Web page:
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Arizona Immigration Bail Bond Law Rejected by Supreme Court

On Monday, June 1st, The U.S. Supreme Court finalized the throw-out of an Arizona law that denies immigration bail bonds to any illegal immigrant charged with specific felonies. Although the law had been tremendously approved by Arizona voters in 2006, a lower appeals court determined last year that it violated civil rights. The appeals court stated that the law imposed punishment before trial on the detained illegal immigrants.

The no-bail law is thought to be the result of local politicians feeling the pressure from voters to take a stand against illegal immigration. Its purpose was to deny bail to any immigrant charged with felonies such as shoplifting, sexual assault and murder. Supporters of the law claim the regulation would keep illegal immigrants from skipping out on bail and continuing to commit further crimes.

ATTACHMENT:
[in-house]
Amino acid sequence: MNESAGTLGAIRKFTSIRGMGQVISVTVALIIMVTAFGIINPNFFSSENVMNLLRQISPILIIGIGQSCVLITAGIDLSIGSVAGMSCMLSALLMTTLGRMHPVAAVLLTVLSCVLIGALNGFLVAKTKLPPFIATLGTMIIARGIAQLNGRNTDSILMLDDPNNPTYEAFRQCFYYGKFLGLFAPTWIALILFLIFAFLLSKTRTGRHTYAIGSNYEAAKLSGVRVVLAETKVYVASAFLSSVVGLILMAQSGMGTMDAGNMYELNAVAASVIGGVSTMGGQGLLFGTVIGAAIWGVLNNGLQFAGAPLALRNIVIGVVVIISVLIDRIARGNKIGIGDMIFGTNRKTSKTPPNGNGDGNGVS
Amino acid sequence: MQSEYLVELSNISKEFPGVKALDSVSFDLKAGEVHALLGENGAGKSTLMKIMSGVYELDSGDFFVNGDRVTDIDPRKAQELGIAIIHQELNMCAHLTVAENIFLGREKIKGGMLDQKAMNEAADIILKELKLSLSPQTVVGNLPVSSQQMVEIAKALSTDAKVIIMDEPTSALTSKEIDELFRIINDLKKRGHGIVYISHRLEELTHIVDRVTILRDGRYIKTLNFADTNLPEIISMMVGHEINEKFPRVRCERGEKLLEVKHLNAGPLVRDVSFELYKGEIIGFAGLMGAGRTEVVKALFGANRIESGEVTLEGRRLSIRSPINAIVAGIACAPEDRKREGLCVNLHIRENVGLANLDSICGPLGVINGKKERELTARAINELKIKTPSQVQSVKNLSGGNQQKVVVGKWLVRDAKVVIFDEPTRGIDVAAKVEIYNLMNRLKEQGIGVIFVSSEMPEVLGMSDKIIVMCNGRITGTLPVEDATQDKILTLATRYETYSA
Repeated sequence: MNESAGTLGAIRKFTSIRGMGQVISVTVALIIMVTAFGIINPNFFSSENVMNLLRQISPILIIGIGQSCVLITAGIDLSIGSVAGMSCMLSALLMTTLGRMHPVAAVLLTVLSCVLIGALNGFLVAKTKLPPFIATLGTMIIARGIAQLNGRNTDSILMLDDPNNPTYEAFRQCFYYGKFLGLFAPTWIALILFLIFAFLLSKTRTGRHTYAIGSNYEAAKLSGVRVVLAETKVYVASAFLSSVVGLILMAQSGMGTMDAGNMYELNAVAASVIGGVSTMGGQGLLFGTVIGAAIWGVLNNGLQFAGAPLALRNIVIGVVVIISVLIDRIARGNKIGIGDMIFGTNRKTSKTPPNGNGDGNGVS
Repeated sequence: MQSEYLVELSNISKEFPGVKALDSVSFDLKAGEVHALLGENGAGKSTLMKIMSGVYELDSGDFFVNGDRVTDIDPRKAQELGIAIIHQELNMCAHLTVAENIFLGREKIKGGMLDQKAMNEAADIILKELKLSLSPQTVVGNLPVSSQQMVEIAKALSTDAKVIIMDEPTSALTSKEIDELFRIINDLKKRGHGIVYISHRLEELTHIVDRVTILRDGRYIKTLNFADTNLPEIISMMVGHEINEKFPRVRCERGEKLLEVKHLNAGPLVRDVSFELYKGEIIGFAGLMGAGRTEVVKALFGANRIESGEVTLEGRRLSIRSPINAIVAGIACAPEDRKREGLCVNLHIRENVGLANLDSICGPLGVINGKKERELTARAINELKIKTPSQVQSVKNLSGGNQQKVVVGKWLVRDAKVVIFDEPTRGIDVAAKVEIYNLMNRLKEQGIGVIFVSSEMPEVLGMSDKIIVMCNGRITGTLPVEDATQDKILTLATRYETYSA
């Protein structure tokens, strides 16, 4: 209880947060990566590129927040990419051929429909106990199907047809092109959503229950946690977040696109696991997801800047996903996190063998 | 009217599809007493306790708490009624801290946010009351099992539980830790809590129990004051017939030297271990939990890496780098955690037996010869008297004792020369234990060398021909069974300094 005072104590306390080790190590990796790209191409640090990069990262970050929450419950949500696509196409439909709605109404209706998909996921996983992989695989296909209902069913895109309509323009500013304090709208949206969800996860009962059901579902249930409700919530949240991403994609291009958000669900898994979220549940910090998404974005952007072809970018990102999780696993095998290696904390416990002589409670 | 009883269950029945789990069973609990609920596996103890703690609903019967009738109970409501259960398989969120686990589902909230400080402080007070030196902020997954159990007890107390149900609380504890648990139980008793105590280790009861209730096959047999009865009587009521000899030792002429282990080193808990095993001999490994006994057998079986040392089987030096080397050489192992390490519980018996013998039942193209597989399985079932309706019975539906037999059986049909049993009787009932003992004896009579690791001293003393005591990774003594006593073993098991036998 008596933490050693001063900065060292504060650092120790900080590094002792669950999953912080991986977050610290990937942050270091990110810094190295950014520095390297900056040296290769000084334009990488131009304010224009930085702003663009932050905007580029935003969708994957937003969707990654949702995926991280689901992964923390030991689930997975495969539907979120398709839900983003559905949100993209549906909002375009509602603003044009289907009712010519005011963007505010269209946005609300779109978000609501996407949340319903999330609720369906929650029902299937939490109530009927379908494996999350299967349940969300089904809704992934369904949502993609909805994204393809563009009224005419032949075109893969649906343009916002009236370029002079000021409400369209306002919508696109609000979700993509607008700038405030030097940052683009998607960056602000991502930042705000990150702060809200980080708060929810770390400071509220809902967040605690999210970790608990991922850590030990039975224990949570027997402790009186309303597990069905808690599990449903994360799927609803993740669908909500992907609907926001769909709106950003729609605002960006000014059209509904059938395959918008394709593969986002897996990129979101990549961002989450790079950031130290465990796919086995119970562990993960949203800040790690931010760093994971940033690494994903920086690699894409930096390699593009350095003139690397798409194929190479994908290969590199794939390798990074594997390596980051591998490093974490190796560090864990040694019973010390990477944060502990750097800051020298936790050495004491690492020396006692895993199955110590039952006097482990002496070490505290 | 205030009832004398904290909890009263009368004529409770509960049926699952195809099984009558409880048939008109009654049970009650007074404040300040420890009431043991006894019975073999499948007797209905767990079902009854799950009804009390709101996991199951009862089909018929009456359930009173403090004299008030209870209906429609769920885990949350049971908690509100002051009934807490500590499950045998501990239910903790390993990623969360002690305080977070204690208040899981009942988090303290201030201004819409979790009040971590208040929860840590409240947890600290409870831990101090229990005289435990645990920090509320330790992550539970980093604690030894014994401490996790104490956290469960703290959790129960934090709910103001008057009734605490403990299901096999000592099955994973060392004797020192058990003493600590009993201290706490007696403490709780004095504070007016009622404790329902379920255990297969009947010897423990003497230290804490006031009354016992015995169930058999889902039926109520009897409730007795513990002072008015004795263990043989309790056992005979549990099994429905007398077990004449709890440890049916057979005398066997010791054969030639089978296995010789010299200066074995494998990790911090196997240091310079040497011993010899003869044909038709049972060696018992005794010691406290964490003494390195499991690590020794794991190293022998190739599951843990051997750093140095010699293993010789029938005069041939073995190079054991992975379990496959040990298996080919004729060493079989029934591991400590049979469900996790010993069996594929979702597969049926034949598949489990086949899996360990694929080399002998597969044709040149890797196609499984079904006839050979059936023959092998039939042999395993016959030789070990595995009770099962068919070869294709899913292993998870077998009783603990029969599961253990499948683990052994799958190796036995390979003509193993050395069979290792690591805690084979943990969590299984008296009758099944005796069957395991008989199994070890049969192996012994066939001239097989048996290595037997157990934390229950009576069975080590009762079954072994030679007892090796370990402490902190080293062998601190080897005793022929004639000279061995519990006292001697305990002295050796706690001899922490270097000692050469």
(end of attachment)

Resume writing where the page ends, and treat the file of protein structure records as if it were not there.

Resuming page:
It is unknown exactly how many detained illegal immigrants were denied bail bonds from the time the law was instated to the time it was overturned by the 9th Circuit Court of Appeals last year, but it is thought to be over 1,000.

Opponents of the no-bail law stated that the regulation pushed apprehended illegal immigrants into making guilty pleas to felony charges because it made the immigrants’ ability to earn money for their families while detained impossible.

Former law maker, Russell Pearce, is disappointed by the U.S. Supreme Court’s decision to strike down the Arizona no-bail law stating that it could have a negative effect on public safety.